Of Nathan’s four sons, the eldest, Lionel Nathan (1808–79) succeeded his father as head of the bank and of the family. Anthony (1810–76) was knighted by Queen Victoria. He became the first president of the United Synagogue, the union of the three main Ashkenazi congregations in London. Nathaniel (1812– 70),disabled by a hunting accident, went to live in Paris and became a noted art collector. He bought the famous Mouton Rothschild vineyards near Bordeaux afterward run by Baron Philippe (b. 1902). The main preoccupation of Mayer Carl (1820–86), the youngest brother, was his racing stable, and he was the first Rothschild to win the Derby.
   During Lionel’s reign of over forty years at New Court, the bank was involved in many important government loans, such as those connected with the emancipation of the slaves, the Irish famine of 1847, the Crimean War of 1854, and the purchase of the Suez Canal shares from the khedive of Egypt in 1875. The latter purchase, then of enormous political and strategic value, was made possible by an on-the-spot loan of four million pounds by Lionel to the DISRAELI government.
   In the 19-century struggle for Jewish emancipation, one of the most dramatic episodes was Lionel’s assault on the House of Commons. Jews were excluded from it by the need to take an oath ‘on the true faith of a Christian’. In 1847 Lionel (urged on by Disraeli) stood as a Liberal candidate for the City of London and was elected. The House of Lords rejected a bill adopted by the House of Commons that would have enabled him to be seated. During the next eleven years, Lionel resigned and was re-elected five times. Each year the bill passed through the Commons and was voted down in the Lords. Finally in 1858, the deadlock was broken by a formula entitling each House to determine its own form of oath. Lionel then marched into the House and, with his head covered, took an oath omitting the reference to Christian faith. He occupied his seat for the next decade without opening his mouth in debate. Short and pudgy, and reserved by nature, he had no taste for public life and had gone through the ordeal of the oath battle only to establish the principle. In 1869 Gladstone, the prime minister, proposed to Queen Victoria that Lionel be elevated to the House of Lords. The queen refused, stating flatly that she could not bring herself to make a Jew a peer. On Lionel’s death, his eldest son Nathaniel Mayer (1840–1915) usually known as ‘Natty’, took over as head of the bank. In 1885 the queen, under Disraeli’s influence, granted him the peerage she had withheld from his father. He was sworn in on a Hebrew Bible as the first Lord Rothschild.
   A gruff and strong-willed man, rather like his grandfather Nathan, Lord Rothschild was the lay leader of the Anglo-Jewish community for nearly forty years. His standing in the City was marked by his appointment as a director of the Bank of England. In Parliament he was a right-wing Tory, and was later accused by LLOYD GEORGE of obstructing every Liberal reform measure. Towards the turn of the century, there was strong public pressure to restrict the flow of Russian Jewish immigrants. Lord Rothschild was appointed as a member of the Royal Commission on Alien Immigration, and fought stubbornly to keep the gates open. Dr Theodor Herzl, the president of the recently formed World Zionist Organization, was invited to make a statement before the commission. He was received at the bank by Natty, who rejected the Zionist aim, and warned Herzl against saying anything which might prejudice the right of Jews to settle in England. Herzl at one point shouted back at him, goaded by his peremptory tone. But they parted amiably. In spite of Natty’s efforts, a restrictive immigration bill was put through in 1905.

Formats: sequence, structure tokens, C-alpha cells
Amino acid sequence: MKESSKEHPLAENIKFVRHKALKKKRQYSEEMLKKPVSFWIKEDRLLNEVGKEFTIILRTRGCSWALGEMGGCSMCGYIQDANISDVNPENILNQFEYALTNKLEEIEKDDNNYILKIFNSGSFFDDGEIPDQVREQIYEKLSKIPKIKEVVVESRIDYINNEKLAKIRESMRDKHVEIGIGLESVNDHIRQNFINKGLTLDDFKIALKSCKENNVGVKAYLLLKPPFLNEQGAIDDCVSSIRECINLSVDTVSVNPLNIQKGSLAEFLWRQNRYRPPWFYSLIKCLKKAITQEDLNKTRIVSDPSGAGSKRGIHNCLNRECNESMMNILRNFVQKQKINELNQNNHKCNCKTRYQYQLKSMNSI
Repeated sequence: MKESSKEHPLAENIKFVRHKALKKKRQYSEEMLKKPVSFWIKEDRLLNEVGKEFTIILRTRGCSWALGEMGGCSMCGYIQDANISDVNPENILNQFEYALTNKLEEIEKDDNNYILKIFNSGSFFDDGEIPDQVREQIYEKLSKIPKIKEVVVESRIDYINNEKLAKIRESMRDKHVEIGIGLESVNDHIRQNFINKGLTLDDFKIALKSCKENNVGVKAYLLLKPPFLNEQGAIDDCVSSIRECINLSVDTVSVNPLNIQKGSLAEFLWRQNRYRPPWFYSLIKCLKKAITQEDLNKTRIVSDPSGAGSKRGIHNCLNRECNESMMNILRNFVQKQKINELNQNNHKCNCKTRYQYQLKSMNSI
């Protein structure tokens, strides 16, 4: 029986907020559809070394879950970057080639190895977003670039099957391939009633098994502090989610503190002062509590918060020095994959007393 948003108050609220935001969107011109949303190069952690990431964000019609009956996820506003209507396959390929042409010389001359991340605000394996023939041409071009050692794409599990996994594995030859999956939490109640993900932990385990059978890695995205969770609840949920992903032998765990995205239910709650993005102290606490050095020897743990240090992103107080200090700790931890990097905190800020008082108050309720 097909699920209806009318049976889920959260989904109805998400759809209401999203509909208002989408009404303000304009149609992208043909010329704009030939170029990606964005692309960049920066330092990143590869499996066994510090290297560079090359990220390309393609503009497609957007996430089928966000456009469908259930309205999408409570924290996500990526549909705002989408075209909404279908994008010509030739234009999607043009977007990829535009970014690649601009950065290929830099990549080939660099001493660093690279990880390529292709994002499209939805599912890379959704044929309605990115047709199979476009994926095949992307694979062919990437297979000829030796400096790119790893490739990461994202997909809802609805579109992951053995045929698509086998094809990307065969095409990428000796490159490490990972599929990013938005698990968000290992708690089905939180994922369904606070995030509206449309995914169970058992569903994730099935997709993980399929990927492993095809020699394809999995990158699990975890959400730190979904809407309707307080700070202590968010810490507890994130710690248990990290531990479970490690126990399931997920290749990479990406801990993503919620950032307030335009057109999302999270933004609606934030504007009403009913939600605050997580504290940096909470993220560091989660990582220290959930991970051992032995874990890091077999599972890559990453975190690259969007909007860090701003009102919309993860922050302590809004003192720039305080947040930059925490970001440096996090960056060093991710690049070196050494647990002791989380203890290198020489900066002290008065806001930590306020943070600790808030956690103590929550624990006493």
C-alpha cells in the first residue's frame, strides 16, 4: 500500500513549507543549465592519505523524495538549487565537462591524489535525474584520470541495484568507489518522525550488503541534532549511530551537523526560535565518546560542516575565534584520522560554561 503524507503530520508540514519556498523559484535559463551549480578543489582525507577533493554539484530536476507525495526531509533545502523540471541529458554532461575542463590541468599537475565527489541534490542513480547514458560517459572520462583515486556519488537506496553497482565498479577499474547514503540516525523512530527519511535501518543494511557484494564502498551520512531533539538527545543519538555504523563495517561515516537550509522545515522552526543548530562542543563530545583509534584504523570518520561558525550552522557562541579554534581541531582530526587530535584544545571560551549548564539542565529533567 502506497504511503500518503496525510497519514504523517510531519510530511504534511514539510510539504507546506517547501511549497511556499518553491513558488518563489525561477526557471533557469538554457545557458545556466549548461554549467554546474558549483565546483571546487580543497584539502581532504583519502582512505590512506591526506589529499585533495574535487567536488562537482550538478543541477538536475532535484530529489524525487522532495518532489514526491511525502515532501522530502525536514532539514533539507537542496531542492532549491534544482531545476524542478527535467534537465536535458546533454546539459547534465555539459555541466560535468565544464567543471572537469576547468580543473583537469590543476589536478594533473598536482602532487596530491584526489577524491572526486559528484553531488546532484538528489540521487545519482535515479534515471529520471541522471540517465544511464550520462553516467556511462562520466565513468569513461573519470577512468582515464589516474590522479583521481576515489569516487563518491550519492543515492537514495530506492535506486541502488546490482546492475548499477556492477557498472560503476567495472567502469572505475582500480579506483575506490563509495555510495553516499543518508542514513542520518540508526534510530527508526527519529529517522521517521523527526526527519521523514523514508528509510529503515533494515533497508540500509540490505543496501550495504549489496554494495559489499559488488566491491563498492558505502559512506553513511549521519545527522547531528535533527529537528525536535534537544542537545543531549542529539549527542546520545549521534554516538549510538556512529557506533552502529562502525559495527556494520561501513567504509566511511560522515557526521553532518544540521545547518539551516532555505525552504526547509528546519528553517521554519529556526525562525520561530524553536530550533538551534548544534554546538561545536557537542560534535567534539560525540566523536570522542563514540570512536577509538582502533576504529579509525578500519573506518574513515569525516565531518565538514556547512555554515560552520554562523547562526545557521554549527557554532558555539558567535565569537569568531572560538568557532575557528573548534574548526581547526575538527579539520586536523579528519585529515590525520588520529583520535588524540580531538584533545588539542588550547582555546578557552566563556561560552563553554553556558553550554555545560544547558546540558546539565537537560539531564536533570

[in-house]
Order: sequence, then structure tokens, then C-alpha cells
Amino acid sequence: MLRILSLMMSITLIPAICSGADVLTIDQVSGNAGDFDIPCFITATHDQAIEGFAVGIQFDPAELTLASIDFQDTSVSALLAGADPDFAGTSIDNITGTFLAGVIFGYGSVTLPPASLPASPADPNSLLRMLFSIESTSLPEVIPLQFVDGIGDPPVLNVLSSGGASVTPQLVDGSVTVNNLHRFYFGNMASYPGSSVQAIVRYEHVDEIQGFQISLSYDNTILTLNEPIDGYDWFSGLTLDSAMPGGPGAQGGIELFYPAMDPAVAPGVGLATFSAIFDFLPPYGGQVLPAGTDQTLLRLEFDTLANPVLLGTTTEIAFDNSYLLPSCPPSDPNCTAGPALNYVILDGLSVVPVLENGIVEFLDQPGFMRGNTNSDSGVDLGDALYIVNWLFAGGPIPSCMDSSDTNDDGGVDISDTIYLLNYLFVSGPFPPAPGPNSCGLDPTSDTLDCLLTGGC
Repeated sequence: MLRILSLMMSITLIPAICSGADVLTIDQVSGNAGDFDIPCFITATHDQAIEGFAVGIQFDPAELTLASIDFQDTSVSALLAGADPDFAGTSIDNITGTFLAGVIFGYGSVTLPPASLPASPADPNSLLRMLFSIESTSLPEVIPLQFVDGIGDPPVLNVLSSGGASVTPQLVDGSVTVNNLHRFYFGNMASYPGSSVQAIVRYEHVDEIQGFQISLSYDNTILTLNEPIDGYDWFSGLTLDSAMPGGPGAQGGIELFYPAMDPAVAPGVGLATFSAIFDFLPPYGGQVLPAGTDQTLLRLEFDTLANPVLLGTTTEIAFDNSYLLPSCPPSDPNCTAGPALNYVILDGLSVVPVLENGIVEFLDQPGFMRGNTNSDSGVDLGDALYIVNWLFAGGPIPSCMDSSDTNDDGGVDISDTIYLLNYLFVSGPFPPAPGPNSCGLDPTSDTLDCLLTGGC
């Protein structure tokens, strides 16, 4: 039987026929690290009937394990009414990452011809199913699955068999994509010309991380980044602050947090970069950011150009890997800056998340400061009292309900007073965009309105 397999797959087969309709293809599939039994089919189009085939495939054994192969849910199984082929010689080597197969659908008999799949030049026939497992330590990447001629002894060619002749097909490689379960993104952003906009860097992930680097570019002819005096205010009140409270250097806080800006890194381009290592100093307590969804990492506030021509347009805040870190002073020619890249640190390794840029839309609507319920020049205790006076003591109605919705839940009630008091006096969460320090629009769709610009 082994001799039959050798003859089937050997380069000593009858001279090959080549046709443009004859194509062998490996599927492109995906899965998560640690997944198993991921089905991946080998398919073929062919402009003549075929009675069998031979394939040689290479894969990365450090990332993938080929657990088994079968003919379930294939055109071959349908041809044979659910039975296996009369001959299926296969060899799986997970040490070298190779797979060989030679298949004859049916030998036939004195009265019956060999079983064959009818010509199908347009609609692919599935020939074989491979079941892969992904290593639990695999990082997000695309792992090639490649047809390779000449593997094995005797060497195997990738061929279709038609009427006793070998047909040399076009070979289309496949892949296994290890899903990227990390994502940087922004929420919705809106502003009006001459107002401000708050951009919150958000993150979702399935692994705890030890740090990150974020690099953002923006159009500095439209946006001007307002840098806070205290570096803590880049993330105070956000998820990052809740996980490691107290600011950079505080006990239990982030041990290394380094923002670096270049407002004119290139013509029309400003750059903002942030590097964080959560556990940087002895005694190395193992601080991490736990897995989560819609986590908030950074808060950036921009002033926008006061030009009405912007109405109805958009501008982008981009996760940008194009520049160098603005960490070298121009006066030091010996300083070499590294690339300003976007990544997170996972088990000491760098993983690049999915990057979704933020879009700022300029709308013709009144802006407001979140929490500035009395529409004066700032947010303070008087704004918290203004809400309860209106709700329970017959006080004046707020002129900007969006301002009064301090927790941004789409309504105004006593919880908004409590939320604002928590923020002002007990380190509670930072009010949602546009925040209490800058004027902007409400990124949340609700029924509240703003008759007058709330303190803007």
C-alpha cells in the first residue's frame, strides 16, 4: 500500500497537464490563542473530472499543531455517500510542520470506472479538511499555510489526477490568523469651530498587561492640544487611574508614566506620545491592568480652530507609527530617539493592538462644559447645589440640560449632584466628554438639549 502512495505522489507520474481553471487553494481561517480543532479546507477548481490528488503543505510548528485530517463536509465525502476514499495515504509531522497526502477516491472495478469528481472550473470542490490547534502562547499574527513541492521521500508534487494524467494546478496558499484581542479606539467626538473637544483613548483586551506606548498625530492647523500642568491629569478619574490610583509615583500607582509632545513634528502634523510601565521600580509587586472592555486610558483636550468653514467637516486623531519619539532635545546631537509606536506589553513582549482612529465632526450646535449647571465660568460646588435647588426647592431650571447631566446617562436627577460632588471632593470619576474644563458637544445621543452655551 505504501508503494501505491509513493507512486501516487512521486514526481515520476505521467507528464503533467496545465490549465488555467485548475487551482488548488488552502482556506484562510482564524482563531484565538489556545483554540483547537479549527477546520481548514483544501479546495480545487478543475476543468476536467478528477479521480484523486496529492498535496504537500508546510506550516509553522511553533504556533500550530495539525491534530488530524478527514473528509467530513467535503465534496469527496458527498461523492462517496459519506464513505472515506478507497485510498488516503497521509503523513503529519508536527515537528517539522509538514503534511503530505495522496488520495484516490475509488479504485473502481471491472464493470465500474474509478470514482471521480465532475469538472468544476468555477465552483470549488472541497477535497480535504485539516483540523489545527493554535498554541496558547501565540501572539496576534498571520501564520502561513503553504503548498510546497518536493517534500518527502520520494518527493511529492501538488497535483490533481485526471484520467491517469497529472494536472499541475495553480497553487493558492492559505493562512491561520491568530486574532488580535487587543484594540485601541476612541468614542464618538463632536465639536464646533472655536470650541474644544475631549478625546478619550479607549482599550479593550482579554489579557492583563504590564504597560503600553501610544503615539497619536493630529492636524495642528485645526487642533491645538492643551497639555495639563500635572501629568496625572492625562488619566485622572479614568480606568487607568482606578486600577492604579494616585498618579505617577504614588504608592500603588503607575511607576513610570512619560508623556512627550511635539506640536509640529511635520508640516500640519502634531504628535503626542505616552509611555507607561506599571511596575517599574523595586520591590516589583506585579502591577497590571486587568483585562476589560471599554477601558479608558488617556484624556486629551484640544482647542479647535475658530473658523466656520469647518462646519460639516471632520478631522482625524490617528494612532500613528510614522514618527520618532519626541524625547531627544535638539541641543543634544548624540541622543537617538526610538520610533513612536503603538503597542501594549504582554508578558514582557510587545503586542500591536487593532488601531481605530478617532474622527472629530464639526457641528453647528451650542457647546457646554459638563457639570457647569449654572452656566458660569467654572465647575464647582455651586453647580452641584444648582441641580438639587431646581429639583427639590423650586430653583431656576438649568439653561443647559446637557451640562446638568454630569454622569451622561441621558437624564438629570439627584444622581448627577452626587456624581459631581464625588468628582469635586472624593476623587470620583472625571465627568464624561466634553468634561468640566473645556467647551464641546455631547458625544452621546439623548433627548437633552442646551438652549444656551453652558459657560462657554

Although overshadowed by Natty, his brothers Alfred (1842–1918) and Leopold (1845–1917) were prominent in the social, artistic and sporting life of England. Alfred, who remained a bachelor, was a noted aesthete and dandy. He kept a private orchestra and circus, and was capable of stopping the traffic by driving a coach drawn by four zebras. In their Victorian heyday the family entertained lavishly in their town mansions in and around Piccadilly, and their great country estates in Buckinghamshire. Their blue and amber colours were carried by jockeys on all the fashionable racecourses, and Leopold’s horses twice won the Derby - a regal distinction in England. The Rothschilds were friends and companions of the jovial Prince of Wales, later Edward VII. In his official biography of the king, the historian Sir Sidney Lee writes: ‘…the prince somewhat shocked Queen Victoria and his German kinsfolk by forming a close intimacy with the great Jewish financiers, the heads of the Rothschild family.’
   The most palatial and sumptuously furnished of the country homes was the 222-room Waddesdon Manor built by Ferdinand James (1839–98), an Austrian cousin brought to England when young and absorbed into the English family. Queen Victoria honoured Waddesdon with a visit, perhaps curious to see its splendours. Ferdinand married the first Lord Rothschild’s sister Evelina (1839– 66), who died in childbirth. A children’s hospital in London and a girls’ school in Jerusalem were built by her husband in her memory. Lionel Walter (1868–1937), Natty’s son and heir, was a tall, shy young man whose aim in life was to be a naturalist. He built up a great beetle collection, and bought unusual fauna like giant tortoises and New Zealand kiwis for his private zoo on the family estate at Tring. His father insisted at first on his being in the bank and entering Parliament. Later, he gained the right to pursue his scientific interests. On his father’s death in 1915, he became the second Lord Rothschild. He had come under the influence of Dr Weizmann, and it was to him, as the most important Jew in England, that the Balfour Declaration of 2 November 1917 was addressed.